Some of the primary market-based instruments considered include taxes as well as tradable permits. In real essence, command-and-control regulations condition firms to bear responsibility on identical shares of the burden through the use of uniform standards for firms. In this case, the most common regulations are technology-based and performance-based. Such command-and-control regulations lead to freezing and development of technologies that result into greater levels of control (Mulholland, 2008).
Market-based instruments offer potential advantages for environmental policy makers compared to traditional command-and-control approaches. Some of the advantages include cost effectiveness as well as dynamic incentives for technology innovation. Market-based instruments leads to implementation of desired level of pollution clean-up at lowest possible cost. Communities within different regions at some point experience environmental challenges depending on their sensitivity towards sustainability (Stavins, 1991; Bovenberg and de Mooij, 1994). Sustainable status is possible when the ability to maintain stocks of renewable resources is improved. The extraction level should not exceed the levels of regeneration. In most instances economic growth is dependent on sustainable development since GDP normally depends on natural capital. Decrease in the availability of resources prevents anticipated growth of various economies meaning that sustainable development is a prerequisite to economic growth. The changing interest of consumers is also one of the good indicators revealing necessity of sustainability within economic growth (Figge, 2005; Stavins, 1996).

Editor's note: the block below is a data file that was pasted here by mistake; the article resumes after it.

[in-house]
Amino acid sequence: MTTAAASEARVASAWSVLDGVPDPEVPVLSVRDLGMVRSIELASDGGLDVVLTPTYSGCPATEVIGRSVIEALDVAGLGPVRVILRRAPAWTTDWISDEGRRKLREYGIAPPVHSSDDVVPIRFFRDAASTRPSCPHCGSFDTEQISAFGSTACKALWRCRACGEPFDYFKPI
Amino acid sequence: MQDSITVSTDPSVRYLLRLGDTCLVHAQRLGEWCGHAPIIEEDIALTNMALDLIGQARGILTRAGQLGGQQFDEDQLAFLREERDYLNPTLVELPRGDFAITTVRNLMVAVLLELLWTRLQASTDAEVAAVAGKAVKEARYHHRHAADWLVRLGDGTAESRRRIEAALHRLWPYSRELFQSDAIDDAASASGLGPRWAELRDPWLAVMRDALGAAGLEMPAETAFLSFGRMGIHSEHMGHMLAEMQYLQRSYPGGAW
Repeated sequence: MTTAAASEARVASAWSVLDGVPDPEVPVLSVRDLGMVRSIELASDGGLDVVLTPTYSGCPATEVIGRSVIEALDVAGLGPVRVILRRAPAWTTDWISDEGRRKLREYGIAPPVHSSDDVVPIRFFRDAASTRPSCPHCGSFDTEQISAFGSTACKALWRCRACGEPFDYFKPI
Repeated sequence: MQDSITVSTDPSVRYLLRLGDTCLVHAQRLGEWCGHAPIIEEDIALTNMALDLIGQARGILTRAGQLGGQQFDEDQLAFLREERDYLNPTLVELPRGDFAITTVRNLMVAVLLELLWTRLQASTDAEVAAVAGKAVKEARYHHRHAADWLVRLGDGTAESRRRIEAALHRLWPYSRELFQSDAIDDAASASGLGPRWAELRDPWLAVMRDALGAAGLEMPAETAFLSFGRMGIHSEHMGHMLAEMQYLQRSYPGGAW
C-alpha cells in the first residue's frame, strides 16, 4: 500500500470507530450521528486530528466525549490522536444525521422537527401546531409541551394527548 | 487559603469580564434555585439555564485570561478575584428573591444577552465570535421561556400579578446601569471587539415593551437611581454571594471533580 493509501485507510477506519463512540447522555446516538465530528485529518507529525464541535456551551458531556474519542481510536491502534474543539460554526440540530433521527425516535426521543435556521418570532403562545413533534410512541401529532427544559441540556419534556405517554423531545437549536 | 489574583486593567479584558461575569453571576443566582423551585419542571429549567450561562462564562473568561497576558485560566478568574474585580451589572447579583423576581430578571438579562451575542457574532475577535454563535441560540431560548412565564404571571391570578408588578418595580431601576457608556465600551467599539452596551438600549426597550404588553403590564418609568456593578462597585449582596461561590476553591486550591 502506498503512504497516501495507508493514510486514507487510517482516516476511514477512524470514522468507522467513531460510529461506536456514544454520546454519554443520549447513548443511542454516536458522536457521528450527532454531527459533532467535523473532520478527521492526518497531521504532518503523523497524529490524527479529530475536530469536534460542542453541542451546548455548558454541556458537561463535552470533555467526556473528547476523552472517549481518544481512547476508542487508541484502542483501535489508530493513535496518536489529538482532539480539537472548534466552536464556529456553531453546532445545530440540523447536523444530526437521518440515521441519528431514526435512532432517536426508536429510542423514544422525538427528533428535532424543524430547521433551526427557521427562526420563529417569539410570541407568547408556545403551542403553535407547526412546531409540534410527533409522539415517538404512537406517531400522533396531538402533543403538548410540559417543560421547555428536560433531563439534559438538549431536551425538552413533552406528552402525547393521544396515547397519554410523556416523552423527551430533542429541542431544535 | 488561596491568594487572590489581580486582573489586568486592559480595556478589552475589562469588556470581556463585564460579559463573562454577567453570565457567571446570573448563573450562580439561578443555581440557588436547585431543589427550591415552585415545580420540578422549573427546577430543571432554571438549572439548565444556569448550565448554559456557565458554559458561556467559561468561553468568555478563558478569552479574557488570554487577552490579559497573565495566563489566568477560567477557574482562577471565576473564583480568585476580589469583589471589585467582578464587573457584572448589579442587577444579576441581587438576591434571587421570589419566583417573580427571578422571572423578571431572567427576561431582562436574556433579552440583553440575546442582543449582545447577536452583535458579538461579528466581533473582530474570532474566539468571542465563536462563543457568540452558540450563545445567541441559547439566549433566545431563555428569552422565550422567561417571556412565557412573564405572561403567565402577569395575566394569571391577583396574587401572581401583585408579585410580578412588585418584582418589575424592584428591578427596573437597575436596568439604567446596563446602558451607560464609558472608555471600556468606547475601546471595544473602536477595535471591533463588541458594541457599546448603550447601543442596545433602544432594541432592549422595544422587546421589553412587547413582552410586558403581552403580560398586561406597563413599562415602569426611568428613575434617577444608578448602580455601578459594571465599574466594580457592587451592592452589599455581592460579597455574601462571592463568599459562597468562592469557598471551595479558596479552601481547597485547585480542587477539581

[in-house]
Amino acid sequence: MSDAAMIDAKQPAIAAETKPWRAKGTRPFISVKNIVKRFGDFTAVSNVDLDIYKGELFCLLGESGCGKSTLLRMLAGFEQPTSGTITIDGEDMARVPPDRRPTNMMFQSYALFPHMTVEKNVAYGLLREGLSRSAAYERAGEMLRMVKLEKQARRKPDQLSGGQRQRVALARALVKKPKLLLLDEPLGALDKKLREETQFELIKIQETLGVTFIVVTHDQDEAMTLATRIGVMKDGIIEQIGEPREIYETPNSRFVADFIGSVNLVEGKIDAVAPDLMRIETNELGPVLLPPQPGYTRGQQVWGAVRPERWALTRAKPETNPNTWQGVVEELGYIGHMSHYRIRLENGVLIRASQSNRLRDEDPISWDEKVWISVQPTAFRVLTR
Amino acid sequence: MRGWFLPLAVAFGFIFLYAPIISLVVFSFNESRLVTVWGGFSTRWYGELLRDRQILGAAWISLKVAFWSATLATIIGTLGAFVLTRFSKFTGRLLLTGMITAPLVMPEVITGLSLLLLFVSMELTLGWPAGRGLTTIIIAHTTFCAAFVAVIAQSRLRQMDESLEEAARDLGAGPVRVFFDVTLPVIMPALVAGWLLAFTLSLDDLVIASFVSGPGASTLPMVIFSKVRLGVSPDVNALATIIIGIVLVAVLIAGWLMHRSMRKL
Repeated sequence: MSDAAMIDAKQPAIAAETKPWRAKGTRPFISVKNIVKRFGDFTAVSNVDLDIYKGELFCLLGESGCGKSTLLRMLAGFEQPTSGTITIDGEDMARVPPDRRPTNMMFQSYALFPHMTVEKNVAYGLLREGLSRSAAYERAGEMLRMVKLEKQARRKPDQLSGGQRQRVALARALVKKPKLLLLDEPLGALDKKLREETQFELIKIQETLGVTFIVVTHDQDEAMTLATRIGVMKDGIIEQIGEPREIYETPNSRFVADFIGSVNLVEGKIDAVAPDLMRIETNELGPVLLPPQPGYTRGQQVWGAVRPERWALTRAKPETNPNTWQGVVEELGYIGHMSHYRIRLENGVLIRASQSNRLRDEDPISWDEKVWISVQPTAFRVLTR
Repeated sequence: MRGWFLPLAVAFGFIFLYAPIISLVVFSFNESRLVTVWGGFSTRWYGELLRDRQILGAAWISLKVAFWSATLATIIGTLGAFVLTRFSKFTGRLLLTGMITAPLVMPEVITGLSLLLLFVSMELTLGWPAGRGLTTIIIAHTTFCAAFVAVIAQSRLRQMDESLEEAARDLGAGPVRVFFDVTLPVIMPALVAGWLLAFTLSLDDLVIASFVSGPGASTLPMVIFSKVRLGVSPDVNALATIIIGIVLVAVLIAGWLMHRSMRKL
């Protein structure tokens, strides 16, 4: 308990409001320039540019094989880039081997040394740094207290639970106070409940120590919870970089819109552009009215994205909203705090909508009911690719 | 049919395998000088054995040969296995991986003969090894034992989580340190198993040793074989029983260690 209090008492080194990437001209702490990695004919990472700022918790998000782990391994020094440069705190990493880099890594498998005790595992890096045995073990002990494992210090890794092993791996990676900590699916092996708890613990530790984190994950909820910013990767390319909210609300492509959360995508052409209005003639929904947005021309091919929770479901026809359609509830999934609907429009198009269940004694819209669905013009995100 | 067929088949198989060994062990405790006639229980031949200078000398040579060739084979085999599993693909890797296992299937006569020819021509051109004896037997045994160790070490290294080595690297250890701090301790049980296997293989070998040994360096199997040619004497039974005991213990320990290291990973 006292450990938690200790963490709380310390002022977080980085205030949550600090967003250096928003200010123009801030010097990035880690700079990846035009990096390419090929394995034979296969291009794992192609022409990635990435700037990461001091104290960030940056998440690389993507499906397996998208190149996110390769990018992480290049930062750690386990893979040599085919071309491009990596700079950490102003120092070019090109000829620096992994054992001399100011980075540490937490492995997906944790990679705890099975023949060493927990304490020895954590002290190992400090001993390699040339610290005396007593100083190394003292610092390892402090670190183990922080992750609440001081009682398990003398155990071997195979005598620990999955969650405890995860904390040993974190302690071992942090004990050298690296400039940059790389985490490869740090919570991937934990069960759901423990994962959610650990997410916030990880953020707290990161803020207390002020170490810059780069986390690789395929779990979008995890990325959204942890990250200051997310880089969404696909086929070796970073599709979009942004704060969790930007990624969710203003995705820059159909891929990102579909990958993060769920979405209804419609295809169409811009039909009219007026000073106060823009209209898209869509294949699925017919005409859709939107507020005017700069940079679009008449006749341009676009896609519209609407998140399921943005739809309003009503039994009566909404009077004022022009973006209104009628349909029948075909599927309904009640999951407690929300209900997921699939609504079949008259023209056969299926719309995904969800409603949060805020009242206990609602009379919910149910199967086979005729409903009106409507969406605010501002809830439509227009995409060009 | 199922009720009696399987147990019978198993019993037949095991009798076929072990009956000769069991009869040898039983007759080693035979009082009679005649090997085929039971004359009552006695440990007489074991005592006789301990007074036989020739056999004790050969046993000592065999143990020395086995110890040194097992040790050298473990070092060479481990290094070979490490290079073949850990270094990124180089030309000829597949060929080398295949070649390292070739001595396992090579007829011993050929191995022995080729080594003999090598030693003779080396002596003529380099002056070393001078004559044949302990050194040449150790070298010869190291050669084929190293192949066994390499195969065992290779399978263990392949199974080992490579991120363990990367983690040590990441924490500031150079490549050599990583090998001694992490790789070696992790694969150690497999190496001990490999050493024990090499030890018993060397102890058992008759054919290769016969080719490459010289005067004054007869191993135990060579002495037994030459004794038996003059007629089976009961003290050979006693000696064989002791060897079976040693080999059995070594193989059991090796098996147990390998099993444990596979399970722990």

In this case, sustainability considers conditions through which countries view production and manufacturing processes in relation to products that leads to increased production based on responsibility.